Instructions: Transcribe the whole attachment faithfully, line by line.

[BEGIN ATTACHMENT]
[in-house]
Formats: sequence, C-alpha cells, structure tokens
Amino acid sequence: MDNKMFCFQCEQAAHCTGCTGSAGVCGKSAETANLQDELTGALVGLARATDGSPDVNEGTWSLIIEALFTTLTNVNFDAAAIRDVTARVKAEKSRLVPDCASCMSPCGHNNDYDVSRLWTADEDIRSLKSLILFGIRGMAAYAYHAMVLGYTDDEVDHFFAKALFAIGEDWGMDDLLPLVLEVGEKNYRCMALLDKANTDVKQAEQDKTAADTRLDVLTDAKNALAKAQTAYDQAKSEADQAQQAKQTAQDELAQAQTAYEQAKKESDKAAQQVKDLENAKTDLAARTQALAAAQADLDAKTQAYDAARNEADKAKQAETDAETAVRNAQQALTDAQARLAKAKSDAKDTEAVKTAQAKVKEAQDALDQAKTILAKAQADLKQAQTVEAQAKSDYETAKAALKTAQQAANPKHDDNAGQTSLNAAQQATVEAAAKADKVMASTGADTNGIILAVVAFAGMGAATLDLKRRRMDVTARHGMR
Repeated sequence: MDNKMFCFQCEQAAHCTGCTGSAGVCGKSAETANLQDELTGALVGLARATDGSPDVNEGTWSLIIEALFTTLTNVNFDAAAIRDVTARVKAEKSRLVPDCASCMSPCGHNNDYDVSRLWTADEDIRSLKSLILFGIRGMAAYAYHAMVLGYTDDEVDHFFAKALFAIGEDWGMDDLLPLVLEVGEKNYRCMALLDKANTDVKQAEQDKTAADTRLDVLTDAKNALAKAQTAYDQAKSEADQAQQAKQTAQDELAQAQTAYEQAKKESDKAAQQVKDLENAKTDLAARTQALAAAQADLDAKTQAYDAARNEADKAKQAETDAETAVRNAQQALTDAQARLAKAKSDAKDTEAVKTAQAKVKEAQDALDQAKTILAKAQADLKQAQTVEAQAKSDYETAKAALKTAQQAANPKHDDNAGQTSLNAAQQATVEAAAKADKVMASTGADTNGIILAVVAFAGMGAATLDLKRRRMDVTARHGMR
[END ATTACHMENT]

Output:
[in-house]
Formats: sequence, C-alpha cells, structure tokens
Amino acid sequence: MDNKMFCFQCEQAAHCTGCTGSAGVCGKSAETANLQDELTGALVGLARATDGSPDVNEGTWSLIIEALFTTLTNVNFDAAAIRDVTARVKAEKSRLVPDCASCMSPCGHNNDYDVSRLWTADEDIRSLKSLILFGIRGMAAYAYHAMVLGYTDDEVDHFFAKALFAIGEDWGMDDLLPLVLEVGEKNYRCMALLDKANTDVKQAEQDKTAADTRLDVLTDAKNALAKAQTAYDQAKSEADQAQQAKQTAQDELAQAQTAYEQAKKESDKAAQQVKDLENAKTDLAARTQALAAAQADLDAKTQAYDAARNEADKAKQAETDAETAVRNAQQALTDAQARLAKAKSDAKDTEAVKTAQAKVKEAQDALDQAKTILAKAQADLKQAQTVEAQAKSDYETAKAALKTAQQAANPKHDDNAGQTSLNAAQQATVEAAAKADKVMASTGADTNGIILAVVAFAGMGAATLDLKRRRMDVTARHGMR
Repeated sequence: MDNKMFCFQCEQAAHCTGCTGSAGVCGKSAETANLQDELTGALVGLARATDGSPDVNEGTWSLIIEALFTTLTNVNFDAAAIRDVTARVKAEKSRLVPDCASCMSPCGHNNDYDVSRLWTADEDIRSLKSLILFGIRGMAAYAYHAMVLGYTDDEVDHFFAKALFAIGEDWGMDDLLPLVLEVGEKNYRCMALLDKANTDVKQAEQDKTAADTRLDVLTDAKNALAKAQTAYDQAKSEADQAQQAKQTAQDELAQAQTAYEQAKKESDKAAQQVKDLENAKTDLAARTQALAAAQADLDAKTQAYDAARNEADKAKQAETDAETAVRNAQQALTDAQARLAKAKSDAKDTEAVKTAQAKVKEAQDALDQAKTILAKAQADLKQAQTVEAQAKSDYETAKAALKTAQQAANPKHDDNAGQTSLNAAQQATVEAAAKADKVMASTGADTNGIILAVVAFAGMGAATLDLKRRRMDVTARHGMR